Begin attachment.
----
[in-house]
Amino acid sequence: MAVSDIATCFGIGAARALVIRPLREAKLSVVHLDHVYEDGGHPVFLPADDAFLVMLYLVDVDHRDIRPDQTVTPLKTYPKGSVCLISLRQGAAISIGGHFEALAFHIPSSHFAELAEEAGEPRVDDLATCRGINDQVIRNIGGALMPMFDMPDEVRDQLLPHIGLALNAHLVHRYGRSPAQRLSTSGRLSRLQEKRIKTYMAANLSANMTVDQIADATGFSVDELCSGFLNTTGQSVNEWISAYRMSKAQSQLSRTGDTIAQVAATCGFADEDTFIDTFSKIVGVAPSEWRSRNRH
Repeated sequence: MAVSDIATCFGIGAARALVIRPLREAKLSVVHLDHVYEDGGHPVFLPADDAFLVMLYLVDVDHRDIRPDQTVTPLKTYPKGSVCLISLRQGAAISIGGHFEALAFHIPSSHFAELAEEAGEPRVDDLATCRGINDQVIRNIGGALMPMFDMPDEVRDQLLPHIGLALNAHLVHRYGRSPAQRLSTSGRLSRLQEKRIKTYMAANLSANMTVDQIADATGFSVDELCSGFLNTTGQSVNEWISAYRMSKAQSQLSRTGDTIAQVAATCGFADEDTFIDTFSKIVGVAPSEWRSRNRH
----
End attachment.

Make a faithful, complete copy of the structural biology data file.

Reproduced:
[in-house]
Amino acid sequence: MAVSDIATCFGIGAARALVIRPLREAKLSVVHLDHVYEDGGHPVFLPADDAFLVMLYLVDVDHRDIRPDQTVTPLKTYPKGSVCLISLRQGAAISIGGHFEALAFHIPSSHFAELAEEAGEPRVDDLATCRGINDQVIRNIGGALMPMFDMPDEVRDQLLPHIGLALNAHLVHRYGRSPAQRLSTSGRLSRLQEKRIKTYMAANLSANMTVDQIADATGFSVDELCSGFLNTTGQSVNEWISAYRMSKAQSQLSRTGDTIAQVAATCGFADEDTFIDTFSKIVGVAPSEWRSRNRH
Repeated sequence: MAVSDIATCFGIGAARALVIRPLREAKLSVVHLDHVYEDGGHPVFLPADDAFLVMLYLVDVDHRDIRPDQTVTPLKTYPKGSVCLISLRQGAAISIGGHFEALAFHIPSSHFAELAEEAGEPRVDDLATCRGINDQVIRNIGGALMPMFDMPDEVRDQLLPHIGLALNAHLVHRYGRSPAQRLSTSGRLSRLQEKRIKTYMAANLSANMTVDQIADATGFSVDELCSGFLNTTGQSVNEWISAYRMSKAQSQLSRTGDTIAQVAATCGFADEDTFIDTFSKIVGVAPSEWRSRNRH